For success in making changes, patients must believe that they are capable of change. They must have the skills and confidence. The most important role of the physician is to foster hope and optimism by reinforcing the patient's beliefs and their own capabilities. One way the physician can do this is by helping the patients recall how they have successfully cope to with problems in the past by asking, "How did you get from where you were to where you are now?" Identifying strengths can help patients build on past successes. It is important to affirm small positive changes.

Decisional balance exercises:

This motivational interviewing technique explores the pros and cons of change. Most people naturally look at the benefits and drawbacks of life changes such as changing jobs. From medical related changes. The patient weighs the pros and cons of changing versus not changing their behavior. The physician can assist this process by asking the patient to articulate the good and less good aspects of their current behavior and listing them on a sheet of paper. This process is called decisional balancing. The purpose of exploring the pros and cons of a behavior is to tip the scales towards a decision for positive change. The actual number of reasons patient lists on each side of the decisional balance is not as important as the personal value of each one. (See example)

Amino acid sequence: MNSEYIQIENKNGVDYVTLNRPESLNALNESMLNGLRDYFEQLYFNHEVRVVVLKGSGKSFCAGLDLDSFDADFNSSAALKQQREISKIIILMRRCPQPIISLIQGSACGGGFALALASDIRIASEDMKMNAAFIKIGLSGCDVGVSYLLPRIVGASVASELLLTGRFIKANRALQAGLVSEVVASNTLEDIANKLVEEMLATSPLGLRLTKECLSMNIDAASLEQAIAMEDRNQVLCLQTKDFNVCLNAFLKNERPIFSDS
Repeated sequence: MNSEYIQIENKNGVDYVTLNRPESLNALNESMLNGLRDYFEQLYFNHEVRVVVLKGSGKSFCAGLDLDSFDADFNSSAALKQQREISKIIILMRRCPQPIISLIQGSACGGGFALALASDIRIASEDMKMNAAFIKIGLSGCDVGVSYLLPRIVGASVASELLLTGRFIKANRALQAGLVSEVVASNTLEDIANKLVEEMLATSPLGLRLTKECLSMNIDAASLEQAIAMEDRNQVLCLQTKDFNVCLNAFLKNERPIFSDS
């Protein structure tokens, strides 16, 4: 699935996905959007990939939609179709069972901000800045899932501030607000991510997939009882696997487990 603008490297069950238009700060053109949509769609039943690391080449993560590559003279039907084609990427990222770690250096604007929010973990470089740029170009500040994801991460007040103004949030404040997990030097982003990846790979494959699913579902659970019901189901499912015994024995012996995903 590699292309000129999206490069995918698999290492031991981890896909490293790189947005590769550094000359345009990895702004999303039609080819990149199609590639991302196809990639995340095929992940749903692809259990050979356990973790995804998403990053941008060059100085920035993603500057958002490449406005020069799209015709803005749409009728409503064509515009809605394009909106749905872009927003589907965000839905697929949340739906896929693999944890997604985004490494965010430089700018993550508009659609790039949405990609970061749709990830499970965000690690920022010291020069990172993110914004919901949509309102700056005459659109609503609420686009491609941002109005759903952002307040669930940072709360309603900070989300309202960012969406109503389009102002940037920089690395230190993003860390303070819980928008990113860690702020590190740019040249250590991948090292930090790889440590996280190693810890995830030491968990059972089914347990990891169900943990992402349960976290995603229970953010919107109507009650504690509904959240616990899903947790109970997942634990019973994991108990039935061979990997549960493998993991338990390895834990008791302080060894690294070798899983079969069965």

Discrepancies between goals and current behavior:

Motivation techniques can help patients recognize at the gap between their future goals in their current behavior. Physicians can clarify discrepancies by asking, "How does your goal to see your granddaughter graduate from high school fit in with your current health status?" When a patient sees that his or her present actions conflict with important personal goals such as health, success or family happiness, change is more likely to occur.